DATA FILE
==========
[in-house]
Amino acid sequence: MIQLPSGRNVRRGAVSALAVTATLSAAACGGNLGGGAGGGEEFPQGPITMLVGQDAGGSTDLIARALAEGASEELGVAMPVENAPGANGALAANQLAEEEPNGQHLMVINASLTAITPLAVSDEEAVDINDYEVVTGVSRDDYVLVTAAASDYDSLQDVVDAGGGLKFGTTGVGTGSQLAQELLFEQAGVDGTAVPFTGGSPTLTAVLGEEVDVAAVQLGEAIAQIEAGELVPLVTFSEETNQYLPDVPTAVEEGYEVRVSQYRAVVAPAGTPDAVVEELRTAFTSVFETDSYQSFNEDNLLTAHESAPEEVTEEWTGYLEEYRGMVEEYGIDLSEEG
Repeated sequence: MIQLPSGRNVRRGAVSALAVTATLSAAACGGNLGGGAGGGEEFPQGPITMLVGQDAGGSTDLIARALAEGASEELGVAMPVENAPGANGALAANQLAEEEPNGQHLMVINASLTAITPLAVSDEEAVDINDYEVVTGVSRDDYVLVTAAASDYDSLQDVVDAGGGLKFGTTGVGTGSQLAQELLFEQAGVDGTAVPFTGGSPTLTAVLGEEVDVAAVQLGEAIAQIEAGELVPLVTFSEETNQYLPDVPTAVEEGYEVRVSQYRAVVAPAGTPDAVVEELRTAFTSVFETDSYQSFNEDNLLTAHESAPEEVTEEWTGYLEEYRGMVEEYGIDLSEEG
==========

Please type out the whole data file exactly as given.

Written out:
[in-house]
Amino acid sequence: MIQLPSGRNVRRGAVSALAVTATLSAAACGGNLGGGAGGGEEFPQGPITMLVGQDAGGSTDLIARALAEGASEELGVAMPVENAPGANGALAANQLAEEEPNGQHLMVINASLTAITPLAVSDEEAVDINDYEVVTGVSRDDYVLVTAAASDYDSLQDVVDAGGGLKFGTTGVGTGSQLAQELLFEQAGVDGTAVPFTGGSPTLTAVLGEEVDVAAVQLGEAIAQIEAGELVPLVTFSEETNQYLPDVPTAVEEGYEVRVSQYRAVVAPAGTPDAVVEELRTAFTSVFETDSYQSFNEDNLLTAHESAPEEVTEEWTGYLEEYRGMVEEYGIDLSEEG
Repeated sequence: MIQLPSGRNVRRGAVSALAVTATLSAAACGGNLGGGAGGGEEFPQGPITMLVGQDAGGSTDLIARALAEGASEELGVAMPVENAPGANGALAANQLAEEEPNGQHLMVINASLTAITPLAVSDEEAVDINDYEVVTGVSRDDYVLVTAAASDYDSLQDVVDAGGGLKFGTTGVGTGSQLAQELLFEQAGVDGTAVPFTGGSPTLTAVLGEEVDVAAVQLGEAIAQIEAGELVPLVTFSEETNQYLPDVPTAVEEGYEVRVSQYRAVVAPAGTPDAVVEELRTAFTSVFETDSYQSFNEDNLLTAHESAPEEVTEEWTGYLEEYRGMVEEYGIDLSEEG